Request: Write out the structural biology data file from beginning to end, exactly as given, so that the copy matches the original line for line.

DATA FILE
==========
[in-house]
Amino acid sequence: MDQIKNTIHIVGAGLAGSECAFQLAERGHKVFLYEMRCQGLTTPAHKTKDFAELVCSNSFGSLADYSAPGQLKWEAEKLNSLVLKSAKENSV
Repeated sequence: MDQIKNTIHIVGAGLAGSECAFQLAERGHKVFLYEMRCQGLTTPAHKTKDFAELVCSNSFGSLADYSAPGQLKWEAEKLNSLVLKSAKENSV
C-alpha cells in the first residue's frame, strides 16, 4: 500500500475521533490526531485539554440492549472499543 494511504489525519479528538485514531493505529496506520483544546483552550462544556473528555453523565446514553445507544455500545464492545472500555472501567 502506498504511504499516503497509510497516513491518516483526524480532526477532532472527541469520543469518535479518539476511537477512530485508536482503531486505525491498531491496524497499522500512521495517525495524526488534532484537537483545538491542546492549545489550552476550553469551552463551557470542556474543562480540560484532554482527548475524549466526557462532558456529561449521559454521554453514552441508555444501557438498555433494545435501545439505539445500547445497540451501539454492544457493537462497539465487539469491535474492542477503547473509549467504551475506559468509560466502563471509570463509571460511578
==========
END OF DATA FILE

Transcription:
[in-house]
Amino acid sequence: MDQIKNTIHIVGAGLAGSECAFQLAERGHKVFLYEMRCQGLTTPAHKTKDFAELVCSNSFGSLADYSAPGQLKWEAEKLNSLVLKSAKENSV
Repeated sequence: MDQIKNTIHIVGAGLAGSECAFQLAERGHKVFLYEMRCQGLTTPAHKTKDFAELVCSNSFGSLADYSAPGQLKWEAEKLNSLVLKSAKENSV
C-alpha cells in the first residue's frame, strides 16, 4: 500500500475521533490526531485539554440492549472499543 494511504489525519479528538485514531493505529496506520483544546483552550462544556473528555453523565446514553445507544455500545464492545472500555472501567 502506498504511504499516503497509510497516513491518516483526524480532526477532532472527541469520543469518535479518539476511537477512530485508536482503531486505525491498531491496524497499522500512521495517525495524526488534532484537537483545538491542546492549545489550552476550553469551552463551557470542556474543562480540560484532554482527548475524549466526557462532558456529561449521559454521554453514552441508555444501557438498555433494545435501545439505539445500547445497540451501539454492544457493537462497539465487539469491535474492542477503547473509549467504551475506559468509560466502563471509570463509571460511578